Action on the pitch burst into life on the second day of World Cup 2022 as England and Wales' campaigns got underway in Qatar, while controversy off it continued to rage on.
England faced Iran in a pulsating game filled with goals, VAR checks and contentious issues; the Netherlands had to find a way past Africa Cup of Nations champions Senegal in their Group A encounter, while Wales and the USA faced each other in a competitive match to conclude the day.
With that being said, here's a look at the main talking points from day two of action at the Qatar World Cup 2022.
One Love campaign crumbles amid FIFA threats
Hours before England’s opening game against Iran was due to kick off, captain Harry Kane still had no idea if he would be wearing a ‘One Love’ armband or not.
Eventually, a joint statement from seven European nations committed to wearing the multi-coloured armband, including England and Wales, announced that they were abandoning the campaign. (opens in new tab)
FIFA’s threat to book captains who wear the armband – which, remember, was created to “promote inclusion and send a message against discrimination of any kind” – had the intended effect.
The federations backed down, saying “we cannot put our players in the situation where they might be booked or even forced to leave the field of play”.
It’s not a good look, yet again, for FIFA, and the Football Supporters’ Association were among those to quickly hit out at Infantino.
"Today we feel contempt for an organisation that has shown its true values by giving the yellow card to players and the red card to tolerance,” read a statement.
"Never again should a World Cup be handed out solely on the basis of money and infrastructure. No country which falls short on LGBT+ rights, women's rights, workers' rights or any other universal human right should be given the honour of hosting a World Cup."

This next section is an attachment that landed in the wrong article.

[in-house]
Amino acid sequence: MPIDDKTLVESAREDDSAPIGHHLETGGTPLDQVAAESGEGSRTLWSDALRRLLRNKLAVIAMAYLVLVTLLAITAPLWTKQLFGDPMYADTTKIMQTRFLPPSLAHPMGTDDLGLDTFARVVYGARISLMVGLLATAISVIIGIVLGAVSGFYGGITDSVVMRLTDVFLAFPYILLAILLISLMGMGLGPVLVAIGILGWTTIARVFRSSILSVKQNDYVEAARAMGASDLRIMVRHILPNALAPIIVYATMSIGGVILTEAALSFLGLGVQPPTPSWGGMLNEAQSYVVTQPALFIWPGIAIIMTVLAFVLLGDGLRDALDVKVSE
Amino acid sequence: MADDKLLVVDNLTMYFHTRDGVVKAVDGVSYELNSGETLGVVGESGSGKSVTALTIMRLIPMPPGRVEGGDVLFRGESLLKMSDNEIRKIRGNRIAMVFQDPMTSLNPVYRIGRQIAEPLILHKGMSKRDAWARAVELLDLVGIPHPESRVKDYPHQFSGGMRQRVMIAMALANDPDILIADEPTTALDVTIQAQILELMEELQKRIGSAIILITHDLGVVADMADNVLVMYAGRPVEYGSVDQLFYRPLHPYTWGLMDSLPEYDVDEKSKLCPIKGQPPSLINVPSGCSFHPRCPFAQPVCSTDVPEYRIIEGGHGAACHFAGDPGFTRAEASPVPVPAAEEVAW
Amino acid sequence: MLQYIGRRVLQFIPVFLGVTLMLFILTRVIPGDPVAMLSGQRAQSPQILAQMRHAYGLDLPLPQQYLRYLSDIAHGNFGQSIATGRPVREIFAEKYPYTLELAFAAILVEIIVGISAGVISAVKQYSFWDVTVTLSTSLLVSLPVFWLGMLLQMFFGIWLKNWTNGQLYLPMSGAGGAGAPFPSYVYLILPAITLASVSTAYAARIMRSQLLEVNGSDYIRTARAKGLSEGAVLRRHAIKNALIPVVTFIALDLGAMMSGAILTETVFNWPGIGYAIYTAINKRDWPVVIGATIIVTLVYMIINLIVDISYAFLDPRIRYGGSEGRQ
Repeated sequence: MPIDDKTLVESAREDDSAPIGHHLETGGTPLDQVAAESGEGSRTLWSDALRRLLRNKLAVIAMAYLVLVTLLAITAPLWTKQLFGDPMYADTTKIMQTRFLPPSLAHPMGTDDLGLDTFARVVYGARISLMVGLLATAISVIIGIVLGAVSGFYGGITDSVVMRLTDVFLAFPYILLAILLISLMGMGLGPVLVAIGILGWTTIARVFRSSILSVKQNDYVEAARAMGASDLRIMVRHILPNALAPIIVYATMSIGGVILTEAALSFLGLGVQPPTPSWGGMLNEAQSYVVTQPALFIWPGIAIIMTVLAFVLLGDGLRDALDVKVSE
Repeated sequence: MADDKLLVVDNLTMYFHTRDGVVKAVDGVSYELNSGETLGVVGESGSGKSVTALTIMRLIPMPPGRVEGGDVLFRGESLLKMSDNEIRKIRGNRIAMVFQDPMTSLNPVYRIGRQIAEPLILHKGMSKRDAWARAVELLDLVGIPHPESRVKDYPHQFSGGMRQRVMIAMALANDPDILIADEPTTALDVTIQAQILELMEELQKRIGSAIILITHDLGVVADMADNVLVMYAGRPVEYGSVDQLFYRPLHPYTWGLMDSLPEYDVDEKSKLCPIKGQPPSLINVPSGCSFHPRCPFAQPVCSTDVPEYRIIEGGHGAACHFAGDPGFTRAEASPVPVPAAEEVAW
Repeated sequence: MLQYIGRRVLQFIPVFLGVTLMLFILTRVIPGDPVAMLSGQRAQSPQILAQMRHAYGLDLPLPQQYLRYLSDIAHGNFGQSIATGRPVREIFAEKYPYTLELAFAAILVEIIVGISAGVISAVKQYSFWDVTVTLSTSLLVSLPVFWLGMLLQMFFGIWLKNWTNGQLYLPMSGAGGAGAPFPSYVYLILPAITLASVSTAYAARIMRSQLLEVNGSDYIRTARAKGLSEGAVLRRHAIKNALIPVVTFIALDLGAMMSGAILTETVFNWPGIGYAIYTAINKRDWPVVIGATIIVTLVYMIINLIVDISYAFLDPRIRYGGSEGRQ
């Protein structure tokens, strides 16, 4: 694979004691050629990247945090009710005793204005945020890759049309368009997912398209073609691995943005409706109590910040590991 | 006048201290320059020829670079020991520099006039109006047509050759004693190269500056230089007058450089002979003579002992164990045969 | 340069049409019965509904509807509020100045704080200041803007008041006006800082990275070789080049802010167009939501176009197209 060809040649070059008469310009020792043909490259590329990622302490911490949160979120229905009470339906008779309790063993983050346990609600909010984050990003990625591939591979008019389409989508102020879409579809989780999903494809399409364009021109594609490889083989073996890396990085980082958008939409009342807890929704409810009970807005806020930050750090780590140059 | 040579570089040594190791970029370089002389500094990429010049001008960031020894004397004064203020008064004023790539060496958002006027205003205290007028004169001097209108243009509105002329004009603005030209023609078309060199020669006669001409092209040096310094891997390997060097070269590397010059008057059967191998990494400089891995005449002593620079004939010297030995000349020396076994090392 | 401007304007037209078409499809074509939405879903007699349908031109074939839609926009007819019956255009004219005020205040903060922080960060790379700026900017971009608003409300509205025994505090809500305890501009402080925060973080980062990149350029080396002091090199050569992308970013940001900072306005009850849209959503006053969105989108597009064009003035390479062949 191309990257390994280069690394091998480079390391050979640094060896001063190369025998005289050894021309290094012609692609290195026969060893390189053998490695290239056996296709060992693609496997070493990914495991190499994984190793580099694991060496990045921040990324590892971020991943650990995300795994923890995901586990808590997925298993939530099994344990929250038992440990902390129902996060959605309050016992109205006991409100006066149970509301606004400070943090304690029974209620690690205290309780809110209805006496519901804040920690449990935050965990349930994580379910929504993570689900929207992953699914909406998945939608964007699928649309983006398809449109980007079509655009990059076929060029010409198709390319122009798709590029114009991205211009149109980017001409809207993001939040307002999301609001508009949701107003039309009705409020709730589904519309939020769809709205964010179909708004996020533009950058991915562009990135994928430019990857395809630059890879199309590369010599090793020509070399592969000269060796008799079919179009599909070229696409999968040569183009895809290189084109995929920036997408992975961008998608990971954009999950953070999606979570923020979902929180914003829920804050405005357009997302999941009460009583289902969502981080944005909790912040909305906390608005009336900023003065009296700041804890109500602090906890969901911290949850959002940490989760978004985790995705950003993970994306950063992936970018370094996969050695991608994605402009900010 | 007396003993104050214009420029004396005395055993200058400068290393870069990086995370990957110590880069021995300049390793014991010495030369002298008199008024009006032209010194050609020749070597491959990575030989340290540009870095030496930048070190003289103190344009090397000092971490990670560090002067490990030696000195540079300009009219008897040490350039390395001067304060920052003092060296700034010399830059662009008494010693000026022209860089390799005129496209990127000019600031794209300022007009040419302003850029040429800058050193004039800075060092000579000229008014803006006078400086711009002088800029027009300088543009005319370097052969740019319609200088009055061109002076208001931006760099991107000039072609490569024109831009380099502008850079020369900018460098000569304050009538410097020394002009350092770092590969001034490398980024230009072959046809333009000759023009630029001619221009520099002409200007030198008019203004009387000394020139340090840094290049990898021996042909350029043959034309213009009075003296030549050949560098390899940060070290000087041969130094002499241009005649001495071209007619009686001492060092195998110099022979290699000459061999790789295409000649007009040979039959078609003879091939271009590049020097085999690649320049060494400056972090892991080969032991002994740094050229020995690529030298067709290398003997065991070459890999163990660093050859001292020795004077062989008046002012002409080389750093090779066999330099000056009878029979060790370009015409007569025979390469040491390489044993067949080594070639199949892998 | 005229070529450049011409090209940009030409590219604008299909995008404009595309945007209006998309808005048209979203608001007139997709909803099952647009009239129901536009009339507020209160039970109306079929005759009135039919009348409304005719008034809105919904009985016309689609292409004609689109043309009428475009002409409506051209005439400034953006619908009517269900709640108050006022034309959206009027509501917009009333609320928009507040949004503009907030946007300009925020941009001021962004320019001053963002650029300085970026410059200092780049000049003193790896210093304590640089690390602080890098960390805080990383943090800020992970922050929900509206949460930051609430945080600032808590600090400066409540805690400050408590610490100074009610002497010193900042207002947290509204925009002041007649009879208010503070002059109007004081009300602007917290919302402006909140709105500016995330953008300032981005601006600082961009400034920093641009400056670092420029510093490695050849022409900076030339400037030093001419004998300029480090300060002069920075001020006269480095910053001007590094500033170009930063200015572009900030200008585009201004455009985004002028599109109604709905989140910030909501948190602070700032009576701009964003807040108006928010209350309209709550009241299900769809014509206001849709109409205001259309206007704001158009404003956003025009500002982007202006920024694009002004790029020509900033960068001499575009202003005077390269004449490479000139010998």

But the federations themselves also came in for fierce criticism, with many fans furious that the threat of a yellow card was enough to stop them from taking a stand.
The threat of a yellow card doesn’t stop players diving, fouling or abusing referees but it has stopped them showing solidarity with those who are threatened with death for being in love. What an absolute fucking farce.November 21, 2022
Concussion protocols are flawed
You didn’t need to be a doctor to see that Alireza Beiranvand should've come off after the Iran goalkeeper was left looking dazed and unsteady, with blood streaming down his face, following a nasty head clash with his team-mate.
But somehow, the Iranian was allowed to continue after a lengthy period of treatment. It didn’t take long for him to request to be taken off himself, but the fact it got to that stage in the first place was astonishing.
According to FIFA’s Concussion Protocol: “If there are signs or symptoms of damage to the brain, or a concussive injury is suspected despite the absence of signs or symptoms, the doctor/therapist should remove the player from the pitch for a more detailed examination (using a concussion substitute if available/required)”.
It’s little wonder, then, that people were upset (opens in new tab). Chris Sutton called the procedures “an embarrassment” and said “football authorities do not care about their players”.
Jonas Baer-Hoffman, the general secretary at FIFPro, the global football players’ union, said it was “further proof concussion protocols are not up to task”. There’s clearly still a long way to go.
Football’s concussion procedures are an embarrassment. Where is the if in doubt sit it out procedures… I’ll say it again the football authorities do not care about their players…November 21, 2022
We still have no idea how good England really are
After a dismal Nations League campaign in which England were relegated to a lower tier, Gareth Southgate faced huge pressure to turn things around - unfortunately, he didn't have the luxury of any warm up games. He simply had to ensure England turned up against Iran in their opening tournament match.